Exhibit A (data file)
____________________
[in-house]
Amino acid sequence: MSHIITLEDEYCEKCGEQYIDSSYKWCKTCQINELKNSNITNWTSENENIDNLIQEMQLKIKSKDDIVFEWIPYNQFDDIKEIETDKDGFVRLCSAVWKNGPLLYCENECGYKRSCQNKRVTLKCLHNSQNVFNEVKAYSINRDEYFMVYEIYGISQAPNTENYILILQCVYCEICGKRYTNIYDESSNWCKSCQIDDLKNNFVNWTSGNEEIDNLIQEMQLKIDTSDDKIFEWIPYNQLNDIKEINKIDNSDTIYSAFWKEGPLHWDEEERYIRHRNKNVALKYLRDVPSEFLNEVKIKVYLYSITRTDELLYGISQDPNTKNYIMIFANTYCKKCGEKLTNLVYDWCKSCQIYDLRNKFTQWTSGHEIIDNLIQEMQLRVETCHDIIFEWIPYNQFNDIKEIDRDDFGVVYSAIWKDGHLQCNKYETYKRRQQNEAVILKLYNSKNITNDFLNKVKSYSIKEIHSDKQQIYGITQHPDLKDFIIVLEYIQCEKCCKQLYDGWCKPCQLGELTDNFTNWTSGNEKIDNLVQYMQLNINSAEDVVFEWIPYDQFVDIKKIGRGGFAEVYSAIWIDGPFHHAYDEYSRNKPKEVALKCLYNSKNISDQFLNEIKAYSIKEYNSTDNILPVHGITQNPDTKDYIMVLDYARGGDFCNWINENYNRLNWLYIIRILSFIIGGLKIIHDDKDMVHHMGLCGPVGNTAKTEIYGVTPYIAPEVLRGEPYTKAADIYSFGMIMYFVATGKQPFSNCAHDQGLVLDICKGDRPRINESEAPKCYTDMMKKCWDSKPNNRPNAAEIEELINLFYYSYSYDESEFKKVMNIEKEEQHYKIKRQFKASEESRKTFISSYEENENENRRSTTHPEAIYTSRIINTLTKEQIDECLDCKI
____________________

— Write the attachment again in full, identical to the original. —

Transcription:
[in-house]
Amino acid sequence: MSHIITLEDEYCEKCGEQYIDSSYKWCKTCQINELKNSNITNWTSENENIDNLIQEMQLKIKSKDDIVFEWIPYNQFDDIKEIETDKDGFVRLCSAVWKNGPLLYCENECGYKRSCQNKRVTLKCLHNSQNVFNEVKAYSINRDEYFMVYEIYGISQAPNTENYILILQCVYCEICGKRYTNIYDESSNWCKSCQIDDLKNNFVNWTSGNEEIDNLIQEMQLKIDTSDDKIFEWIPYNQLNDIKEINKIDNSDTIYSAFWKEGPLHWDEEERYIRHRNKNVALKYLRDVPSEFLNEVKIKVYLYSITRTDELLYGISQDPNTKNYIMIFANTYCKKCGEKLTNLVYDWCKSCQIYDLRNKFTQWTSGHEIIDNLIQEMQLRVETCHDIIFEWIPYNQFNDIKEIDRDDFGVVYSAIWKDGHLQCNKYETYKRRQQNEAVILKLYNSKNITNDFLNKVKSYSIKEIHSDKQQIYGITQHPDLKDFIIVLEYIQCEKCCKQLYDGWCKPCQLGELTDNFTNWTSGNEKIDNLVQYMQLNINSAEDVVFEWIPYDQFVDIKKIGRGGFAEVYSAIWIDGPFHHAYDEYSRNKPKEVALKCLYNSKNISDQFLNEIKAYSIKEYNSTDNILPVHGITQNPDTKDYIMVLDYARGGDFCNWINENYNRLNWLYIIRILSFIIGGLKIIHDDKDMVHHMGLCGPVGNTAKTEIYGVTPYIAPEVLRGEPYTKAADIYSFGMIMYFVATGKQPFSNCAHDQGLVLDICKGDRPRINESEAPKCYTDMMKKCWDSKPNNRPNAAEIEELINLFYYSYSYDESEFKKVMNIEKEEQHYKIKRQFKASEESRKTFISSYEENENENRRSTTHPEAIYTSRIINTLTKEQIDECLDCKI